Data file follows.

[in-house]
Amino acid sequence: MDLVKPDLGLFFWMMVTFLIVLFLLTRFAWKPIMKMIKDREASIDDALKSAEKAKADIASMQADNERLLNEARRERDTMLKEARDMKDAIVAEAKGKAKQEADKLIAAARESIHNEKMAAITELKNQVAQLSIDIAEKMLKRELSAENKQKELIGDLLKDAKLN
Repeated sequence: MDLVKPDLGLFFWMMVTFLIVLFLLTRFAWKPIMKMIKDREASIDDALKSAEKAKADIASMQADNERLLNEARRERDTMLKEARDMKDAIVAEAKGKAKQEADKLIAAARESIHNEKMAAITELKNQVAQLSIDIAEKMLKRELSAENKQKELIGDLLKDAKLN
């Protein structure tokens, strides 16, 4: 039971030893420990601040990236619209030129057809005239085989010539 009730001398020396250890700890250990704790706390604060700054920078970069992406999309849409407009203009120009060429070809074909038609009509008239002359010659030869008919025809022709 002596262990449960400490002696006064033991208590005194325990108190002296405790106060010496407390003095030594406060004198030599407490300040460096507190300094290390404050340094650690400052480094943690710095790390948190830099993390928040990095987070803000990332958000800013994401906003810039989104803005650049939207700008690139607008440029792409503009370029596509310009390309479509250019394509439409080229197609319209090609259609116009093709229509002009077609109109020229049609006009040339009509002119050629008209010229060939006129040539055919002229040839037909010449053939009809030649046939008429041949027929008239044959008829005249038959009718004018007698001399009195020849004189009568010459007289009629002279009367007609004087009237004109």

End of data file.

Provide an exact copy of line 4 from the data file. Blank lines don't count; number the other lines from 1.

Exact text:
């Protein structure tokens, strides 16, 4: 039971030893420990601040990236619209030129057809005239085989010539 009730001398020396250890700890250990704790706390604060700054920078970069992406999309849409407009203009120009060429070809074909038609009509008239002359010659030869008919025809022709 002596262990449960400490002696006064033991208590005194325990108190002296405790106060010496407390003095030594406060004198030599407490300040460096507190300094290390404050340094650690400052480094943690710095790390948190830099993390928040990095987070803000990332958000800013994401906003810039989104803005650049939207700008690139607008440029792409503009370029596509310009390309479509250019394509439409080229197609319209090609259609116009093709229509002009077609109109020229049609006009040339009509002119050629008209010229060939006129040539055919002229040839037909010449053939009809030649046939008429041949027929008239044959008829005249038959009718004018007698001399009195020849004189009568010459007289009629002279009367007609004087009237004109």